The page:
What You Need to Obtain a Business Visa in Russia

If you’ve been selected to represent your local office or business in Russia then I congratulate you on your recent success; however, if the task of arranging your travel is left up to you, then you’ve got your work cut out for you.

Dealing with red tape in your own country while speaking your own language can be annoying to say the (very) least, but doing it on an international level can be downright brutal. Whether your stay is short, extended, or recurring there’s no reason to be caught without the necessary documentation.

Types of Visas

There are a few different types of business visas available for entry to the Russian federation.

  • Single entry visa: valid for up to 90 days
  • Double entry visa: valid for up to 90 days
  • Multiple entry visa: valid for 1-3 years depending on the invitation (see below)

Image 17Getting a Business Visa

The first and most important document you’ll need is an invitation. Your Russian hosts should take care of this part; it needs to come from an organization authorized to invite business visitors to Russia. Make a copy or two of this invitation for your own records, but when applying for your visa you have to present the original.

You’ll also need a valid passport with two blank pages. Your passport has to be valid for up to 6 months after the expiration date of your intended visa. (I generally use the amount of time after the intended departure ones passport needs to be valid as an indicator of how much bureaucracy you can expect to encounter if you don’t get everything right the first time. 6 months is a long time so it’s probably best to err on the safe side of things for the most part). Make a few copies of the vital pages of your passport, the pages with your information and that becoming photo of you, in case you need it—chances are good you will.

If you plan on doing a 90 day visa then you’ll need a visa application form with a passport-sized photo of yourself attached. If, however you plan on applying for an extended stay or multiple entry visa, you’ll need to have 2 of the standard applications with a photo each. Also, if you plan on the multiple entry visa, you may be required to supply the consulate with an official HIV test certificate. If this document is required, remember the name and contact information of the hospital or clinic needs to be clear and legible.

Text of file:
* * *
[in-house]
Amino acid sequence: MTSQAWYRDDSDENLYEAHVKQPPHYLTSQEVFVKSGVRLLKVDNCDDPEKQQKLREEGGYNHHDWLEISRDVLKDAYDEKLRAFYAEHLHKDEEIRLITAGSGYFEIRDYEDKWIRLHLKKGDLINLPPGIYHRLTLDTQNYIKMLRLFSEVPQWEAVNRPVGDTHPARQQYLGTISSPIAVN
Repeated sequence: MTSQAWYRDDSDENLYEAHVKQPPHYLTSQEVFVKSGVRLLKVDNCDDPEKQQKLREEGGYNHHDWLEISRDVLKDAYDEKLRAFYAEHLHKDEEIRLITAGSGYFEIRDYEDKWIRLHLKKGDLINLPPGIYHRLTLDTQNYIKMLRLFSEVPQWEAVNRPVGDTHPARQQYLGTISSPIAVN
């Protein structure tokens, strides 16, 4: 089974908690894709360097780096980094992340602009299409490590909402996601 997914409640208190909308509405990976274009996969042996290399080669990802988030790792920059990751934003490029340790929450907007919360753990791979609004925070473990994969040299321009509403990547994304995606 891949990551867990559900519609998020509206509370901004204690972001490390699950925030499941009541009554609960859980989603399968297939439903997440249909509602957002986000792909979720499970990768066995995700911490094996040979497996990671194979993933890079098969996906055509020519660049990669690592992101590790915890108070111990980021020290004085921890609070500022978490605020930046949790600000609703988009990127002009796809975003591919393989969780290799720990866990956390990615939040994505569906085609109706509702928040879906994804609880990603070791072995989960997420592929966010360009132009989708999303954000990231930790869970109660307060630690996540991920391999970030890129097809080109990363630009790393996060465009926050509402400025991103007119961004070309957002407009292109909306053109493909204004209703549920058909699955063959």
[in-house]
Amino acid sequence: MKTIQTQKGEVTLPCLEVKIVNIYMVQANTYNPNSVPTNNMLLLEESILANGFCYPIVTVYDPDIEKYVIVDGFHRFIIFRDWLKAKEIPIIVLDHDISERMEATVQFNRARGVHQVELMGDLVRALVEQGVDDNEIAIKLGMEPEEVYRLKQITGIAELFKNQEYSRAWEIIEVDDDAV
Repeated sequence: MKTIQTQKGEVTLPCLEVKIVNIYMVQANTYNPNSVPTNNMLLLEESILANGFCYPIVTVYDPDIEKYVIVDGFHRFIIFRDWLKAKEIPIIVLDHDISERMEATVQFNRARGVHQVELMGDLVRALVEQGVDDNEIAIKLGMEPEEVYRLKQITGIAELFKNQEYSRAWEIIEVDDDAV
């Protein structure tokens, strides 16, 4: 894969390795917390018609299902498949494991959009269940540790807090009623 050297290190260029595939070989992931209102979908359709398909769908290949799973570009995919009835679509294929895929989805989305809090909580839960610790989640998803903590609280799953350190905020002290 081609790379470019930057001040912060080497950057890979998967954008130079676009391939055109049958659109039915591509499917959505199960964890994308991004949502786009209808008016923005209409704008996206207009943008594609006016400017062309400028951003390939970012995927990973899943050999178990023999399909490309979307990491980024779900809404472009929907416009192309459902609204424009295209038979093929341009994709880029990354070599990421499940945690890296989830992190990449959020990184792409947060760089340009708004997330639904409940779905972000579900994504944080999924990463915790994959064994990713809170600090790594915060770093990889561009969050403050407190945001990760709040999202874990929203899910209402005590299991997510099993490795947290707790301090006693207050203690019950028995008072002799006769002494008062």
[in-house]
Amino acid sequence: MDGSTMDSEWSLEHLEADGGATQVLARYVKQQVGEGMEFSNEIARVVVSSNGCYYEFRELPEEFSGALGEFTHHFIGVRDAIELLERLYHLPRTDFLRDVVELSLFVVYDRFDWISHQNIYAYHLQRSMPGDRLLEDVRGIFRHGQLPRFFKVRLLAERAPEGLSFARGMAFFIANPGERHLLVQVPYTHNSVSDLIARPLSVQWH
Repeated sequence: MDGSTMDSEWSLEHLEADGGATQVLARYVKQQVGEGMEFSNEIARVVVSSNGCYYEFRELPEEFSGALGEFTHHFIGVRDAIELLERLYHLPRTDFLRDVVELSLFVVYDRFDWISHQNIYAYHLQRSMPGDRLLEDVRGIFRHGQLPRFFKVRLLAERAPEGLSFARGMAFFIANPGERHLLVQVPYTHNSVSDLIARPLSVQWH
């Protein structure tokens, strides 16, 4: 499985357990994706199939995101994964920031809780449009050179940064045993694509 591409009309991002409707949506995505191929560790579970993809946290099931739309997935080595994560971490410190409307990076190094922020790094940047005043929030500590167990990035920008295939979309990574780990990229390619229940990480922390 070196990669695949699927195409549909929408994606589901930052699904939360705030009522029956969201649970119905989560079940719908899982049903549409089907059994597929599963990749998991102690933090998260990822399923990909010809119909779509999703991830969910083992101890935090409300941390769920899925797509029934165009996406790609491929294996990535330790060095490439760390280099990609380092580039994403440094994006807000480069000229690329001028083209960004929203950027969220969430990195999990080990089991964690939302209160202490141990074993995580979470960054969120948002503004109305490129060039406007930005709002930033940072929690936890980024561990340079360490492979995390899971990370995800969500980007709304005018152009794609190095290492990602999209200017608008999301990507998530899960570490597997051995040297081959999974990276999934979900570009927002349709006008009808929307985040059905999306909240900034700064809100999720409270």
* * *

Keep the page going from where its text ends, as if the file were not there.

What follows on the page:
Visa applications don’t start getting processed until ALL the required document are submitted, so be sure and check the consulate for any additional paperwork or fees that may not be listed.

Image 10To Enter Russia

Russian entry requirements aren’t too taxing once all the initial visa paperwork has been handled. To get into the country, all you need is:

  • A passport that’s valid 6 months Beyond Intended Stay
  • Tickets and documents for return or onward travel
  • That Russian visa you just successfully received.

Once you enter the country though, you must remember to register as a visitor within three working days of your arrival, and after any subsequent relocation. This is important both for the purpose of easily extending your visa if necessary, and also to avoid fines.

If you want a little extra reading on mother Russia before your voyage, be sure to check out other Language Trainers blog posts on what to know before you go and common business blunders.

The same advice I give to every potential traveler I meet goes double for those traveling for business: the best way to show the locals you respect them and their culture is to learn the language. If you’re interested in lessons in your area, take a look at our contact page. If you already know some of the basics and want to skip to intermediate lessons, take our Language Level Test to assess your skills.

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